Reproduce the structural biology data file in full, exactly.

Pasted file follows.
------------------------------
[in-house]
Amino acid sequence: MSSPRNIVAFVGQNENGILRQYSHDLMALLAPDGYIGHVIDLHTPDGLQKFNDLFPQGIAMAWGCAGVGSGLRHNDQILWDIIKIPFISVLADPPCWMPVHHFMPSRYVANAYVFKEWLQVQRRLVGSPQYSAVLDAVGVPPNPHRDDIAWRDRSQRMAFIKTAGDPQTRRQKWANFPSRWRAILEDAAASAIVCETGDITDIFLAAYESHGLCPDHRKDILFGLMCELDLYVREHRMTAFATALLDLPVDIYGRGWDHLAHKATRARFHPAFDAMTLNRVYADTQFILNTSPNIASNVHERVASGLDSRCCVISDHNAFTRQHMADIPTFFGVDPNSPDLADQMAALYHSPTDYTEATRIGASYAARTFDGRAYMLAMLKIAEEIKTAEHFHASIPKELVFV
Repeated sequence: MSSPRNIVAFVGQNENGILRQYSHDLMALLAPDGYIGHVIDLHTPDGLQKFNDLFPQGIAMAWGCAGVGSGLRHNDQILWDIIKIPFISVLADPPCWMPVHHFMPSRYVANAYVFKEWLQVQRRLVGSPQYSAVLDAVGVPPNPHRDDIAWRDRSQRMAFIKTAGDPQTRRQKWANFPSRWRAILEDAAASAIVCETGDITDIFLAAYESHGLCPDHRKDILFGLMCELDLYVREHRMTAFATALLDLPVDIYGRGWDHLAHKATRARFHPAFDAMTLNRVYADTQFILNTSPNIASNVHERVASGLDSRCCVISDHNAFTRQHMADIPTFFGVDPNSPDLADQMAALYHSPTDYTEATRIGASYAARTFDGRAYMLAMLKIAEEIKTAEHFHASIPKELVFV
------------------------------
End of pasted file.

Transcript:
[in-house]
Amino acid sequence: MSSPRNIVAFVGQNENGILRQYSHDLMALLAPDGYIGHVIDLHTPDGLQKFNDLFPQGIAMAWGCAGVGSGLRHNDQILWDIIKIPFISVLADPPCWMPVHHFMPSRYVANAYVFKEWLQVQRRLVGSPQYSAVLDAVGVPPNPHRDDIAWRDRSQRMAFIKTAGDPQTRRQKWANFPSRWRAILEDAAASAIVCETGDITDIFLAAYESHGLCPDHRKDILFGLMCELDLYVREHRMTAFATALLDLPVDIYGRGWDHLAHKATRARFHPAFDAMTLNRVYADTQFILNTSPNIASNVHERVASGLDSRCCVISDHNAFTRQHMADIPTFFGVDPNSPDLADQMAALYHSPTDYTEATRIGASYAARTFDGRAYMLAMLKIAEEIKTAEHFHASIPKELVFV
Repeated sequence: MSSPRNIVAFVGQNENGILRQYSHDLMALLAPDGYIGHVIDLHTPDGLQKFNDLFPQGIAMAWGCAGVGSGLRHNDQILWDIIKIPFISVLADPPCWMPVHHFMPSRYVANAYVFKEWLQVQRRLVGSPQYSAVLDAVGVPPNPHRDDIAWRDRSQRMAFIKTAGDPQTRRQKWANFPSRWRAILEDAAASAIVCETGDITDIFLAAYESHGLCPDHRKDILFGLMCELDLYVREHRMTAFATALLDLPVDIYGRGWDHLAHKATRARFHPAFDAMTLNRVYADTQFILNTSPNIASNVHERVASGLDSRCCVISDHNAFTRQHMADIPTFFGVDPNSPDLADQMAALYHSPTDYTEATRIGASYAARTFDGRAYMLAMLKIAEEIKTAEHFHASIPKELVFV